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Tailoring Glossary

by | Dec 4, 2020 | Blog

Alteration tailor A professional specializing in making modifications to existing articles of clothing, rather than creating garments from scratch.
Ariston An Italian fabric mill with headquarters near Naples. Known for high quality and fabrics that often appeal to the dandy set.
Armscye or Scye A corruption of the phrase “arm’s eye,” this refers to the armhole of the jacket.
Ascot A type of tie with square ends of equal width. Typically worn for formal daytime wear. The name comes from Ascot Heath, the English racetrack where it was first worn.
Baby A stuffed cloth pad on which a tailor works his/her cloth.
Balance Adjustment of the lengths of the front and back panels of a jacket so that they sit harmoniously in relation to the wearer’s posture.
Band Collar A shirt or jacket collar which stands up straight instead of turning down. Because of this, it lacks collar points.
Banger Piece of wood with a handle used to draw out steam and smooth cloth during ironing.
Barchetta An Italian term that refers to the curved breast pocket often found on Italian suits. Means “little boat.”
Baste To sew loosely together with long, easy-to-remove threads so that a garment can be temporarily held together to be tried on. Used in the full bespoke process to perfect the customer’s pattern. See the bespoke page of our website for more information.
Basted Fitting An intermediary fitting (often the second of three) during the bespoke process. See the bespoke page of our website for more information.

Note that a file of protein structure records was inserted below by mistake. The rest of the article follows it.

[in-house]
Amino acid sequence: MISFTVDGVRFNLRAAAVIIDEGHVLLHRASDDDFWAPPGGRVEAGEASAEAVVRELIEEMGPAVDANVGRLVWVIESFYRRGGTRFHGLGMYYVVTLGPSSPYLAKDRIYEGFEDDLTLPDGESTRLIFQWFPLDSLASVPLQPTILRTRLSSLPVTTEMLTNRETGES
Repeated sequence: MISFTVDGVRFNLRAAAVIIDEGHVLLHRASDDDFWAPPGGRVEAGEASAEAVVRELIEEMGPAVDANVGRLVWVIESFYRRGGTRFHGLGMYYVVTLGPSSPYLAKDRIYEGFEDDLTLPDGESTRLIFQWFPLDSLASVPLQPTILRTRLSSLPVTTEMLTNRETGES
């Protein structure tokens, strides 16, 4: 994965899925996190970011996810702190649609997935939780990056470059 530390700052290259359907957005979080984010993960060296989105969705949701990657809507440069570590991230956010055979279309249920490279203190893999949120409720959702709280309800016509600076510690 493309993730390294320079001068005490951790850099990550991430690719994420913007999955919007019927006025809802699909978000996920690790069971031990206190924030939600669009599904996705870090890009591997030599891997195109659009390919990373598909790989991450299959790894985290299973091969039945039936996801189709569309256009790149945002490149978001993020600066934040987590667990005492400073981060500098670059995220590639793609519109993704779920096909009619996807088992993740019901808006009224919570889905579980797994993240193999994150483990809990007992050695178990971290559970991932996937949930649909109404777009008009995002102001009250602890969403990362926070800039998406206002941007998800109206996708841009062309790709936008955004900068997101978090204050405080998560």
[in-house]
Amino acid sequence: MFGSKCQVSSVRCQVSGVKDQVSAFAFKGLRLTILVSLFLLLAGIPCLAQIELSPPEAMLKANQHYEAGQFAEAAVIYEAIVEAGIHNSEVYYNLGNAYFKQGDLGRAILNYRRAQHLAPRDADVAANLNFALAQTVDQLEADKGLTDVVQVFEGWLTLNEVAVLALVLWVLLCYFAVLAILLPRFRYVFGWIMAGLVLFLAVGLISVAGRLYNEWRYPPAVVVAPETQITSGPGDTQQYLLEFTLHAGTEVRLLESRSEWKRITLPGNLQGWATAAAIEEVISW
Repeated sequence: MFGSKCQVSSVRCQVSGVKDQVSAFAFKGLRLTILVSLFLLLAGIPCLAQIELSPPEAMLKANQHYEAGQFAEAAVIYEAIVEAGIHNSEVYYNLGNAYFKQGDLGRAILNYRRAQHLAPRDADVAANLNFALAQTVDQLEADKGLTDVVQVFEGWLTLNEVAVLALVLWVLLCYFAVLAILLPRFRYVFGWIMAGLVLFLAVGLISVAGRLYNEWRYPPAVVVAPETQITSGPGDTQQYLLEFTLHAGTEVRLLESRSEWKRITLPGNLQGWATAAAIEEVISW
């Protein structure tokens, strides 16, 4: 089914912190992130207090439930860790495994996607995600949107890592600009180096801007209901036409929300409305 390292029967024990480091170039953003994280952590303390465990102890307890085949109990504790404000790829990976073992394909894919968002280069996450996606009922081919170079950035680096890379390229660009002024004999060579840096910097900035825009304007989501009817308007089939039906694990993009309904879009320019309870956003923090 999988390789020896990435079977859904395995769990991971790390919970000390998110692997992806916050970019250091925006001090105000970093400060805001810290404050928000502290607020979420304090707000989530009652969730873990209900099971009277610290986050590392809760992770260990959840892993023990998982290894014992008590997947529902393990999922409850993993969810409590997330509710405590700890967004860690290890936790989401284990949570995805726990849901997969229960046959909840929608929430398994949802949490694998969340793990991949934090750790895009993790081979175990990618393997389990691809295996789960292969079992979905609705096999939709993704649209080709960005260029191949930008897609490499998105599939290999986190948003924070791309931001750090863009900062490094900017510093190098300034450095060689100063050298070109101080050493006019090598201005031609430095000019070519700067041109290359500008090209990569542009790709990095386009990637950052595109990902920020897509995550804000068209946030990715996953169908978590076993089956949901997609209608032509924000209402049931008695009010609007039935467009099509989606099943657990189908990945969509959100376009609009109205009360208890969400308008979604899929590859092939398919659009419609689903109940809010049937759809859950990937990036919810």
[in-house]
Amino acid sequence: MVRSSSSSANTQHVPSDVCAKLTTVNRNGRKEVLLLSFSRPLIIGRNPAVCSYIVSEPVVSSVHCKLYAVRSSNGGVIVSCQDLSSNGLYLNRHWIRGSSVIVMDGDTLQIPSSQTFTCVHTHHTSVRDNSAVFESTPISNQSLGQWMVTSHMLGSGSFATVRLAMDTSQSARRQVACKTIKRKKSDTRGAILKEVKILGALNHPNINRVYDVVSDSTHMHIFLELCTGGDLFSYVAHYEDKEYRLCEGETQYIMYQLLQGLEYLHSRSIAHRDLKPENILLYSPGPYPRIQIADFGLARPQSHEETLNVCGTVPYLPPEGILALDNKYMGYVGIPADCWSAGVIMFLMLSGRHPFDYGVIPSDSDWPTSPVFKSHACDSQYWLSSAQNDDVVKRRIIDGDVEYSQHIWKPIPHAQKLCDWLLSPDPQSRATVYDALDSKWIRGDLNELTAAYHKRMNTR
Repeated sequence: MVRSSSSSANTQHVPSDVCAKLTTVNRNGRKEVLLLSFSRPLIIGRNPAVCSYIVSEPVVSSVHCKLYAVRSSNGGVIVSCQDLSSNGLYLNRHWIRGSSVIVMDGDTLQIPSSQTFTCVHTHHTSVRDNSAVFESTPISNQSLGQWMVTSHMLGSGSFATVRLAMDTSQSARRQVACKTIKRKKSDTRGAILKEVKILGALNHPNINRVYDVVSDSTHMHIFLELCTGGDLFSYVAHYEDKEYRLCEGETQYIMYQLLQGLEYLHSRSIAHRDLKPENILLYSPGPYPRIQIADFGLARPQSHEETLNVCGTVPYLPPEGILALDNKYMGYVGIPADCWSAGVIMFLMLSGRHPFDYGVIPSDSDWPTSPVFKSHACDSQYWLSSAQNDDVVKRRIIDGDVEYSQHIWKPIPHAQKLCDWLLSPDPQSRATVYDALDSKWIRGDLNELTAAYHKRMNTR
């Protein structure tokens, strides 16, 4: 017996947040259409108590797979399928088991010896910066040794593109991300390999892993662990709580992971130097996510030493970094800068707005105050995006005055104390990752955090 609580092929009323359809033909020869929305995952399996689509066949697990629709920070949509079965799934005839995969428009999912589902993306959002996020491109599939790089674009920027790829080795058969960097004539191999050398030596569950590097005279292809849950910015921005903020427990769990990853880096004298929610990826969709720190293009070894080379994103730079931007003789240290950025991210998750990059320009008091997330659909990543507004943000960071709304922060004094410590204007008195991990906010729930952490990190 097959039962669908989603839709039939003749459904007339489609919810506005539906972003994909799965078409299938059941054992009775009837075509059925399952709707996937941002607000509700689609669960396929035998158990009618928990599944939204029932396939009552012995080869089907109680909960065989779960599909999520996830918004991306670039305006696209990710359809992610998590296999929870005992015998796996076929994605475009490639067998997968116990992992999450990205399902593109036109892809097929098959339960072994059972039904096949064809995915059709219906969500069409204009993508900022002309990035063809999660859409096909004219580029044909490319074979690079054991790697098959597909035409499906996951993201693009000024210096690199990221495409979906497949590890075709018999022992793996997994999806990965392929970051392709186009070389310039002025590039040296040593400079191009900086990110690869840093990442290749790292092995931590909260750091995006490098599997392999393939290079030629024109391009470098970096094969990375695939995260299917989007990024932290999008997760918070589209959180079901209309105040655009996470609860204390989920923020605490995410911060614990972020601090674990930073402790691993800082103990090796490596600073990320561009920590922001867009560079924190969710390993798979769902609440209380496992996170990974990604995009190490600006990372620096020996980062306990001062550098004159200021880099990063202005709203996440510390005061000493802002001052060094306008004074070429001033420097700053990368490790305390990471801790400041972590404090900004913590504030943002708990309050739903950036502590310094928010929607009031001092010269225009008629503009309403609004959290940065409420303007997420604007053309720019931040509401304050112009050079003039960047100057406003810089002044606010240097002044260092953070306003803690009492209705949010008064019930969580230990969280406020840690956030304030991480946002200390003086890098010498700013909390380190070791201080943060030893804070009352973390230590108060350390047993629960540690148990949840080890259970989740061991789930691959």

Batiste Batise is a light plain weave shirt fabric crafted from fine and high-quality yarns, cotton batiste is the softest of the lightweight opaque fabrics.
Batwing A style of bow tie with two narrow ends of equal width. One of the most popular bow tie silhouettes.
Belt Loops Self-colored pieces of fabric sewn onto the outside of a trouser waistband to keep a belt in place.
Bemberg A material commonly used in jacket linings. Often mistaken for silk, it is in fact the trade name of the unusually fine Cupramonium rayon first produced in the early twentieth century. However, it is still a high-end fabric.
Bengal Stripe A common shirt pattern with stripes of equal width in two colors, typically white with something else. So called because they originally shipped to world markets from Bengal, India.
Besom A flapless pocket with a welt found on jackets or trousers. Often referred to as “besom pockets” and also known as “jetted pockets.”
Bespoke A suit made on or around Savile Row, bespoken to the customer’s specifications. A bespoke suit is cut by an individual and made by highly skilled individual craftsmen. The pattern is made specifically for the customer and the finished suit will take a minimum of 50 hours of hand work and require a series of fittings. See the bespoke page of our website for more information.
Bi-Swing Back Found in casual sport jackets, these have vertical inverted pleats running from shoulder to waistline on each side of the back. Often paired with a stitched-on half belt in back.